integer, then must be
defined by the formula
However, for an even integer n, there appears to be a
choice. Suppose that we want
to define . Then
so
However, the negative choice for the exponent 1/2 leads to
problems, because then
certain expressions are not defined. For example, it would follow from the third
law
that
But is negative, so
is not defined. Therefore, it only makes
sense to use
the positive choice. Thus, for all n, even and odd,
is defined by the formula
In a similar manner, for a general positive rational
, the third law implies that
But also,
Thus,
Finally, negative rational exponents are defined in the
usual manner for negative
exponents:
More generally, here is the final general definition. With
this definition, the Laws
of Exponents hold for all rational exponents.
Definition 22. For a positive rational exponent
, and b > 0,
For a negative rational exponent −
,

Remark 25. For b < 0, the same definitions make
sense only when n is odd. For
example is not defined.
Example 26. Compute the exact values of
, and
Example 27.
Simplify the following expressions, and write them in the form x^{r}:
Example 28. Use
rational exponents to simplify , and write it
as a single
radical.
Example 29. Use a
calculator to approximate .
Figure 8. ≈
1.542210825
Irrational Exponents
What about irrational exponents? Is there a way to define numbers like
and 3π? It
turns out that the answer is yes. While a rigorous definition of b^{s}
when s is irrational
is beyond the scope of this book, it’s not hard to see how one could proceed to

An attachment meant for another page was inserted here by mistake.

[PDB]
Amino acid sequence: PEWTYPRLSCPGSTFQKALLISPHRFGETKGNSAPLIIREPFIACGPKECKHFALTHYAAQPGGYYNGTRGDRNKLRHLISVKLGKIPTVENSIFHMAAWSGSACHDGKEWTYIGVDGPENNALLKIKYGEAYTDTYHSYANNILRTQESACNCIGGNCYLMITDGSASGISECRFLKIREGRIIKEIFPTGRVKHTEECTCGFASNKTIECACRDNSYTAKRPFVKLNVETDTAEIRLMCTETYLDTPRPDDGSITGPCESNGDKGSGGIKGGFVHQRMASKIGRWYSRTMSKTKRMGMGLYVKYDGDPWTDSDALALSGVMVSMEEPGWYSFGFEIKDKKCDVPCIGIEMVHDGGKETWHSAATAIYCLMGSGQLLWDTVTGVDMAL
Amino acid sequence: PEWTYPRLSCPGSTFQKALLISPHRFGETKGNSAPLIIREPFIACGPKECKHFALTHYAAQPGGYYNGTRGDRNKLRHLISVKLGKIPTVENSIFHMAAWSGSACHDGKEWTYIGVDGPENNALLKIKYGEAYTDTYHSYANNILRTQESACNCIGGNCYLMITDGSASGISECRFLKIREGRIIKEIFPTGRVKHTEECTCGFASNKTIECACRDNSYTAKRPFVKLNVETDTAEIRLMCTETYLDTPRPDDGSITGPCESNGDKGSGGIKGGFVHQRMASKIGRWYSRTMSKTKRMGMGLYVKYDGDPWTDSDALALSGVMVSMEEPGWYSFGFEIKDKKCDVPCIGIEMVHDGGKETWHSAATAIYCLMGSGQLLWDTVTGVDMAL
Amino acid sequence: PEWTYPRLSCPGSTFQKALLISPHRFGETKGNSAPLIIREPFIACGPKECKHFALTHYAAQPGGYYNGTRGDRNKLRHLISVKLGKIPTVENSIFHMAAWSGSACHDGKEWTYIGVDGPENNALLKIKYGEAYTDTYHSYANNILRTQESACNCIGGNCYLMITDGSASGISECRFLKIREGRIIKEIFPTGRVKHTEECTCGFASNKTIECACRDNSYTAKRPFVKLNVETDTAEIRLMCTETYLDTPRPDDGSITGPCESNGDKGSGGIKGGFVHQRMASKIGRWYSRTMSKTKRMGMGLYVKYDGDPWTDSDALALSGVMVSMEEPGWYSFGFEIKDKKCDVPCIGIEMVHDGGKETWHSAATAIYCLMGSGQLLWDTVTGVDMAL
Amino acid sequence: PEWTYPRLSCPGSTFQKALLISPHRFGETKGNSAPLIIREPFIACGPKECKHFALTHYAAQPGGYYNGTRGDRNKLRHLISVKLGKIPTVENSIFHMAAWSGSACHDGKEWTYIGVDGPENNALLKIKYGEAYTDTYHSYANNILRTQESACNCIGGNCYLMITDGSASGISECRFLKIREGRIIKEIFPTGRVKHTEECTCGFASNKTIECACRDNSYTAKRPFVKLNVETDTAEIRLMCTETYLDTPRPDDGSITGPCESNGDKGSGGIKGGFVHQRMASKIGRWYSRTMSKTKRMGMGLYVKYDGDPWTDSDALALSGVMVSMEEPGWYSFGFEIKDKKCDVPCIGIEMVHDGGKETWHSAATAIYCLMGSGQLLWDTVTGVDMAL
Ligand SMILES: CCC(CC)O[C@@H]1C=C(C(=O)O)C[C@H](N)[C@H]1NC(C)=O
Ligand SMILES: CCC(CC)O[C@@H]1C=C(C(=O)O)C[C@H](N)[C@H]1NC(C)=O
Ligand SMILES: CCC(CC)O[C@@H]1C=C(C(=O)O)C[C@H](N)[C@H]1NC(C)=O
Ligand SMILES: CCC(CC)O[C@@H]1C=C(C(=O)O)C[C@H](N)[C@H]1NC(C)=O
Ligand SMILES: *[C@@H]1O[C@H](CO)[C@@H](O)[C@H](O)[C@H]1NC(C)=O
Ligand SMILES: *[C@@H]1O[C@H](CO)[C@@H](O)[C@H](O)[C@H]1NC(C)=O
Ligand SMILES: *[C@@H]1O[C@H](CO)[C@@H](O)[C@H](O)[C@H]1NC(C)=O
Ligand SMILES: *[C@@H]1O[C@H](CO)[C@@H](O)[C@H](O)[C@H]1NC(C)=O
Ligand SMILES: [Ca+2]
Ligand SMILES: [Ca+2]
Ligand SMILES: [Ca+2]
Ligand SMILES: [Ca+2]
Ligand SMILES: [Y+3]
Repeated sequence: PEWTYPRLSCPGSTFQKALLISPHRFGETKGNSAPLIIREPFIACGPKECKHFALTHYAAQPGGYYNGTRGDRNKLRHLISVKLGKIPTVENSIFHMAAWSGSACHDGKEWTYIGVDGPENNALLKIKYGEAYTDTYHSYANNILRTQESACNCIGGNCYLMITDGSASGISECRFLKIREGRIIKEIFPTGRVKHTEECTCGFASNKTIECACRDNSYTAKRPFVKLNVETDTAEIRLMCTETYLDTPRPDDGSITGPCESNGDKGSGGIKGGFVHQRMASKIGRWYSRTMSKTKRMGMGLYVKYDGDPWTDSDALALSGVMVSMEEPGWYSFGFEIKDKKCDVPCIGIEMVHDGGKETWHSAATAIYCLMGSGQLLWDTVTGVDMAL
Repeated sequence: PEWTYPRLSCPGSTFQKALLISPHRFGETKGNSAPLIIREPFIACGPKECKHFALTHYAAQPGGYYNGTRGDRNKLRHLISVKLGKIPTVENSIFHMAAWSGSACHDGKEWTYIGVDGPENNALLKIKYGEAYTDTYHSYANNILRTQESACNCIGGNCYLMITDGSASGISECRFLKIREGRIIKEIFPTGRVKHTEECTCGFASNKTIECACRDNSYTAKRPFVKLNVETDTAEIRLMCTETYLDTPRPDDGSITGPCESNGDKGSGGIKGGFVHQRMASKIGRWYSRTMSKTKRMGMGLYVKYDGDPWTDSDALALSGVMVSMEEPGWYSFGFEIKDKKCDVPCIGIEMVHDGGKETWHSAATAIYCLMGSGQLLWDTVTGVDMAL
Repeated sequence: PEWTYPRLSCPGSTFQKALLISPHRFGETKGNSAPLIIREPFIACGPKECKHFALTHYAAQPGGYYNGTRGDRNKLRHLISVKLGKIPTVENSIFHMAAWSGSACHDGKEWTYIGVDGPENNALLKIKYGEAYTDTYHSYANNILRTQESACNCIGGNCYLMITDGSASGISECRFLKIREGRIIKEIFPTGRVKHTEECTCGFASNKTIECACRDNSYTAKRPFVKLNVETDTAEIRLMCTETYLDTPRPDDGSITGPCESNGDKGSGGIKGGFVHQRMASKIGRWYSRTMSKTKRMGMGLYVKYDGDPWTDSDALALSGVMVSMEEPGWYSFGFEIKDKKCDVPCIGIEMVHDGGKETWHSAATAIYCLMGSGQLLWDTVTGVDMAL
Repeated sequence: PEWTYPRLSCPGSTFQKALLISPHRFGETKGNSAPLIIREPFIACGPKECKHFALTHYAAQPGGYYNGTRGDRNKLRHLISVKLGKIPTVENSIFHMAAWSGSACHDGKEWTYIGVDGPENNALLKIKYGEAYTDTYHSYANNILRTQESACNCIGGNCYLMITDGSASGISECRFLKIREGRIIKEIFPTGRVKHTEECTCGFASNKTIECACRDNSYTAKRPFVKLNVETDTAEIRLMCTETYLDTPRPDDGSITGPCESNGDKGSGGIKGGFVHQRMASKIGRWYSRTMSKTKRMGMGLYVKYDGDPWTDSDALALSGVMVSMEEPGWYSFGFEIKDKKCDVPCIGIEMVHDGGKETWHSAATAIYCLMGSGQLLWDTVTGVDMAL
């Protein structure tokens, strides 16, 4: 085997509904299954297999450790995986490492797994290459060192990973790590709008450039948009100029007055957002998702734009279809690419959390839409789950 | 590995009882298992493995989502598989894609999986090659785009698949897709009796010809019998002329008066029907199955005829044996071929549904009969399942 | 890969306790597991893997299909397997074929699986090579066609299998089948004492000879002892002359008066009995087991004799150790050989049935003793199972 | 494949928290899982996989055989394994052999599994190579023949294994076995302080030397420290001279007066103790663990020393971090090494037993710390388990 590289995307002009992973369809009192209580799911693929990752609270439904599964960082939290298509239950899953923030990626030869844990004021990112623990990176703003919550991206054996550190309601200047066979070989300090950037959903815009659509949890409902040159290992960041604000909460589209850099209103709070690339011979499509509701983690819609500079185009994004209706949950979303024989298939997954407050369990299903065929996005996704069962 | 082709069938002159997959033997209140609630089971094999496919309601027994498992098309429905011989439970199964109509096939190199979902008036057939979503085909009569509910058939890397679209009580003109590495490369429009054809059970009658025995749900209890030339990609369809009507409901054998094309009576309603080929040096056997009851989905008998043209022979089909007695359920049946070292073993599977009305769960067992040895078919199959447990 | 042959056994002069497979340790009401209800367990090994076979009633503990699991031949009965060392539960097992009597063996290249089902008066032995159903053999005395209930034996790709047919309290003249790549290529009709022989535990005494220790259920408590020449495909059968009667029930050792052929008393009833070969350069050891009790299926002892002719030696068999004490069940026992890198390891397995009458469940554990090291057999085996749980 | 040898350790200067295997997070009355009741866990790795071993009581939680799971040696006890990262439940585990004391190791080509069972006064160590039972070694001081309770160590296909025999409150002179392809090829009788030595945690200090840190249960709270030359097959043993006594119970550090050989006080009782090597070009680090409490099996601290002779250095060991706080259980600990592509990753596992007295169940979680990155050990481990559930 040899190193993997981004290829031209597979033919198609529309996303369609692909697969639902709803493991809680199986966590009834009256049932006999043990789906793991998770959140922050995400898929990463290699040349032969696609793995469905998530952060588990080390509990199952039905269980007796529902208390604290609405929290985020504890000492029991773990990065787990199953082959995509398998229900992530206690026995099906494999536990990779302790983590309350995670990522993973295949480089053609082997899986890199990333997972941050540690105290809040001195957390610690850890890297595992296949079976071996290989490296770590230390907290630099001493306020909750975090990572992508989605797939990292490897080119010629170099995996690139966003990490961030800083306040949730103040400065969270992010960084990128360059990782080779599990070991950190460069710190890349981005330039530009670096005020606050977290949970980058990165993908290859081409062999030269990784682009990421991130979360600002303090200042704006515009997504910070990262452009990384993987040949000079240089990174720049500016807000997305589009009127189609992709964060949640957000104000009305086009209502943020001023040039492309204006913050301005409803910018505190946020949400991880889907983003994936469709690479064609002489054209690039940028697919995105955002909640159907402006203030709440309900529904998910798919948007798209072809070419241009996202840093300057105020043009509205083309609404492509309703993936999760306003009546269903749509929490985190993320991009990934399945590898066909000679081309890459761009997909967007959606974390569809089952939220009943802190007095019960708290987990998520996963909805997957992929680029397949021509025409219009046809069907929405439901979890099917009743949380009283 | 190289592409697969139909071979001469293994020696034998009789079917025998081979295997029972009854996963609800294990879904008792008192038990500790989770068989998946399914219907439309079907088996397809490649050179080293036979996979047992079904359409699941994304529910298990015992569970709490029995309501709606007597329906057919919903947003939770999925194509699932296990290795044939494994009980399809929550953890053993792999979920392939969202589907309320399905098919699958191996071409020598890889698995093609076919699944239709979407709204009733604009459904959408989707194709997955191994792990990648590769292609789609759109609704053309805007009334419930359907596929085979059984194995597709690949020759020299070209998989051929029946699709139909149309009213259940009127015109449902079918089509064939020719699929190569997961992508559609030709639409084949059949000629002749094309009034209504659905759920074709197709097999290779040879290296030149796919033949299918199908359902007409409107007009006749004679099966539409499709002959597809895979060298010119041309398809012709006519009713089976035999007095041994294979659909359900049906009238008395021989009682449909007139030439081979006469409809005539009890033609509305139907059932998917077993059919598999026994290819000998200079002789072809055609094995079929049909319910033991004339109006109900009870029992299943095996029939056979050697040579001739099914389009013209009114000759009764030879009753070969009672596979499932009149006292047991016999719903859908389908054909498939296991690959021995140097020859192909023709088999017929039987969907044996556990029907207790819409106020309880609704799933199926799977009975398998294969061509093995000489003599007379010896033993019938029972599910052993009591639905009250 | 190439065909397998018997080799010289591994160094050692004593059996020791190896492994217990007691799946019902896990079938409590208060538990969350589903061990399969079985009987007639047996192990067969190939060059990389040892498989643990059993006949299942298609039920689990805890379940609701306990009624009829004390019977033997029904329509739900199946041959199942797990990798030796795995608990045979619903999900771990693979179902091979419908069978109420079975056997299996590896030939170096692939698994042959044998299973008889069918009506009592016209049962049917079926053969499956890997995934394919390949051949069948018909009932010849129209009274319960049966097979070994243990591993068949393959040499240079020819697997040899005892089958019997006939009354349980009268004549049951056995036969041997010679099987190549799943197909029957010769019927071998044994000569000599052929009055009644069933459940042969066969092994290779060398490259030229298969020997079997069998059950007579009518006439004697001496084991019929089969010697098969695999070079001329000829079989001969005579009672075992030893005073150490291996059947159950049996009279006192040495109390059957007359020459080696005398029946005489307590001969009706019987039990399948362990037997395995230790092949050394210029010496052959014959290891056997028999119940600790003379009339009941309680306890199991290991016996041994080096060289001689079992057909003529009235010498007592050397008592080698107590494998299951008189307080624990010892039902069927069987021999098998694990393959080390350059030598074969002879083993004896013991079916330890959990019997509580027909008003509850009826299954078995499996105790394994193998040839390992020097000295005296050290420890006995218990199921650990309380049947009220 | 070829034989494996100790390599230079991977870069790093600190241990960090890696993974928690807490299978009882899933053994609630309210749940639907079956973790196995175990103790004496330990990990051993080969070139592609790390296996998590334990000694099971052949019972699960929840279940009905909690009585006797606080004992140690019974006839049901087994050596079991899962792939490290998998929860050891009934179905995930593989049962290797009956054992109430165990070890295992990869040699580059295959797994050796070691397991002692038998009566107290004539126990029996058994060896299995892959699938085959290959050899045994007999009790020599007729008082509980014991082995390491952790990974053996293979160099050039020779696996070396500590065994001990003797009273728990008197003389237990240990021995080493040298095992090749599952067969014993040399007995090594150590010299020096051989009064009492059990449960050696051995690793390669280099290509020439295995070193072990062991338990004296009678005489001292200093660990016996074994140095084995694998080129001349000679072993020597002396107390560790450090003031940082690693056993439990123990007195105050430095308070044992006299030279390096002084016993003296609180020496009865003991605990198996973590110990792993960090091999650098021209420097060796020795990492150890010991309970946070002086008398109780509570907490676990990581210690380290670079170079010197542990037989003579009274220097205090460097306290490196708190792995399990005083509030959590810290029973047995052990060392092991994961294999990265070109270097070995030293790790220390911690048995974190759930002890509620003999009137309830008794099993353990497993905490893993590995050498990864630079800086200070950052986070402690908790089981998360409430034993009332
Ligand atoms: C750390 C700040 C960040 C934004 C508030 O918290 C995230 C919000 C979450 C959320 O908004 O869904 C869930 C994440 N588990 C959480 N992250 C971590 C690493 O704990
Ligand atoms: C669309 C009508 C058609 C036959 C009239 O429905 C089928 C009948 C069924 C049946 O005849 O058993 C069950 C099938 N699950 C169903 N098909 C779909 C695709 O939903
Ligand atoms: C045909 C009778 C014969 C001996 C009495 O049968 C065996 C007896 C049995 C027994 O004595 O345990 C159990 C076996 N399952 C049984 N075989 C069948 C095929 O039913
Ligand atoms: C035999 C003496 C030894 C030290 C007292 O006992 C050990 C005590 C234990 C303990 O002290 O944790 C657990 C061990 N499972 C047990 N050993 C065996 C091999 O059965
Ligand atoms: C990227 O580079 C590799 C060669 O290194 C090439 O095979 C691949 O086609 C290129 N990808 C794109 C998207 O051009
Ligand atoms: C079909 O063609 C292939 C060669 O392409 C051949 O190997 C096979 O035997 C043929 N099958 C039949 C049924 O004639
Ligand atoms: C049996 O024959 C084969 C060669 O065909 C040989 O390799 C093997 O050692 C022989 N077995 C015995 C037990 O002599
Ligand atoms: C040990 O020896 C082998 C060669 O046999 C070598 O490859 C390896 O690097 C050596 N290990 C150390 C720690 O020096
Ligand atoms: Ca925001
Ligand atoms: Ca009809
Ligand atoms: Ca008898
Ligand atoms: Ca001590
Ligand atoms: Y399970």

find
a value for such a number. For example, if we want to compute the value of
, we
can start with rational approximations for
Since
the
successive powers
should be closer and closer approximations to the desired
value of
.
In fact, using more advanced mathematical theory (ultimately based on the actual
construction of the real number system), it can be shown that these powers
approach
a single real number, and we define
to be that number. Using your calculator, you
can observe this convergence and obtain an approximation by computing the powers
above.
Figure 9.
The last value in the table in Figure 9(a) is a correct approximation of
to 10 digits
of accuracy. Your calculator will obtain this same approximation when you ask it
to
compute
directly (see Figure 9(b)).
In a similar manner, b^{s} can be defined for any irrational exponent s
and any b > 0.
Combined with the earlier work in this section, it follows that b^{s} is
defined for every
real exponent s.